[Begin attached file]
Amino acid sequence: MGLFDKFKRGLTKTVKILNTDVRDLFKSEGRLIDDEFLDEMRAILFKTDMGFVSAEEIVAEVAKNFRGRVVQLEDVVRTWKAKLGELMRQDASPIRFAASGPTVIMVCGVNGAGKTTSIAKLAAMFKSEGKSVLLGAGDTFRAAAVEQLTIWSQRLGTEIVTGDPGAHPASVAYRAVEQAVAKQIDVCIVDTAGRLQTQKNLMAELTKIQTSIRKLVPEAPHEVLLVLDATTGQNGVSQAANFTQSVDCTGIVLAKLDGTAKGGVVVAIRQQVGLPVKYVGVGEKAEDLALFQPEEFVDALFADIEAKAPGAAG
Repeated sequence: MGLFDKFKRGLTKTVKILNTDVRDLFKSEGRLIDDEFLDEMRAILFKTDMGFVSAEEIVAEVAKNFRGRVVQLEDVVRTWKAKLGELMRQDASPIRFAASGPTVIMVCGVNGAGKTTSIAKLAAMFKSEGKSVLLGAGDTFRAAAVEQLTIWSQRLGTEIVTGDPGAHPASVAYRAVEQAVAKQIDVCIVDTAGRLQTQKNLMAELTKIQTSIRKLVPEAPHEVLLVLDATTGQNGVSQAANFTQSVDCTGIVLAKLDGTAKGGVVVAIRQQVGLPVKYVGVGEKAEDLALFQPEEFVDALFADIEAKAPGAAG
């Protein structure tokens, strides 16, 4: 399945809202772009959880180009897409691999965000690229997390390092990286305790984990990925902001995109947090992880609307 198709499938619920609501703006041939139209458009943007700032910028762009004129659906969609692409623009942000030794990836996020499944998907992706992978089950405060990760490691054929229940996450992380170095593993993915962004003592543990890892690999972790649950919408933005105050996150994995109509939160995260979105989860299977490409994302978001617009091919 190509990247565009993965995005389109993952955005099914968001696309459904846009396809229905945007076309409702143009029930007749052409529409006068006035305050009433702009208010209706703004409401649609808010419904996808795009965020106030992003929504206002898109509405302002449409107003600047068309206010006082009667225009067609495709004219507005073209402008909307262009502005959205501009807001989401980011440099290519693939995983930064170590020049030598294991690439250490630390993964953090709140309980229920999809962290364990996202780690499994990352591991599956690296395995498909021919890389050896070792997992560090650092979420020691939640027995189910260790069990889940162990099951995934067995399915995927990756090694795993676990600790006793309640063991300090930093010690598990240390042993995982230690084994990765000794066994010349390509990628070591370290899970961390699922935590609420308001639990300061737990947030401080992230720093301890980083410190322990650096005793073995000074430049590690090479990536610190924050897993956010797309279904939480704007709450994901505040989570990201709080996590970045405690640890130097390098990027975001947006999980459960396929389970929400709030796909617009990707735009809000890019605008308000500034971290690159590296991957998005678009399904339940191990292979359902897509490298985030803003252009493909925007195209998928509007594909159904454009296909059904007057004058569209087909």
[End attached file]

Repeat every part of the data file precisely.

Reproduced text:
Amino acid sequence: MGLFDKFKRGLTKTVKILNTDVRDLFKSEGRLIDDEFLDEMRAILFKTDMGFVSAEEIVAEVAKNFRGRVVQLEDVVRTWKAKLGELMRQDASPIRFAASGPTVIMVCGVNGAGKTTSIAKLAAMFKSEGKSVLLGAGDTFRAAAVEQLTIWSQRLGTEIVTGDPGAHPASVAYRAVEQAVAKQIDVCIVDTAGRLQTQKNLMAELTKIQTSIRKLVPEAPHEVLLVLDATTGQNGVSQAANFTQSVDCTGIVLAKLDGTAKGGVVVAIRQQVGLPVKYVGVGEKAEDLALFQPEEFVDALFADIEAKAPGAAG
Repeated sequence: MGLFDKFKRGLTKTVKILNTDVRDLFKSEGRLIDDEFLDEMRAILFKTDMGFVSAEEIVAEVAKNFRGRVVQLEDVVRTWKAKLGELMRQDASPIRFAASGPTVIMVCGVNGAGKTTSIAKLAAMFKSEGKSVLLGAGDTFRAAAVEQLTIWSQRLGTEIVTGDPGAHPASVAYRAVEQAVAKQIDVCIVDTAGRLQTQKNLMAELTKIQTSIRKLVPEAPHEVLLVLDATTGQNGVSQAANFTQSVDCTGIVLAKLDGTAKGGVVVAIRQQVGLPVKYVGVGEKAEDLALFQPEEFVDALFADIEAKAPGAAG
């Protein structure tokens, strides 16, 4: 399945809202772009959880180009897409691999965000690229997390390092990286305790984990990925902001995109947090992880609307 198709499938619920609501703006041939139209458009943007700032910028762009004129659906969609692409623009942000030794990836996020499944998907992706992978089950405060990760490691054929229940996450992380170095593993993915962004003592543990890892690999972790649950919408933005105050996150994995109509939160995260979105989860299977490409994302978001617009091919 190509990247565009993965995005389109993952955005099914968001696309459904846009396809229905945007076309409702143009029930007749052409529409006068006035305050009433702009208010209706703004409401649609808010419904996808795009965020106030992003929504206002898109509405302002449409107003600047068309206010006082009667225009067609495709004219507005073209402008909307262009502005959205501009807001989401980011440099290519693939995983930064170590020049030598294991690439250490630390993964953090709140309980229920999809962290364990996202780690499994990352591991599956690296395995498909021919890389050896070792997992560090650092979420020691939640027995189910260790069990889940162990099951995934067995399915995927990756090694795993676990600790006793309640063991300090930093010690598990240390042993995982230690084994990765000794066994010349390509990628070591370290899970961390699922935590609420308001639990300061737990947030401080992230720093301890980083410190322990650096005793073995000074430049590690090479990536610190924050897993956010797309279904939480704007709450994901505040989570990201709080996590970045405690640890130097390098990027975001947006999980459960396929389970929400709030796909617009990707735009809000890019605008308000500034971290690159590296991957998005678009399904339940191990292979359902897509490298985030803003252009493909925007195209998928509007594909159904454009296909059904007057004058569209087909």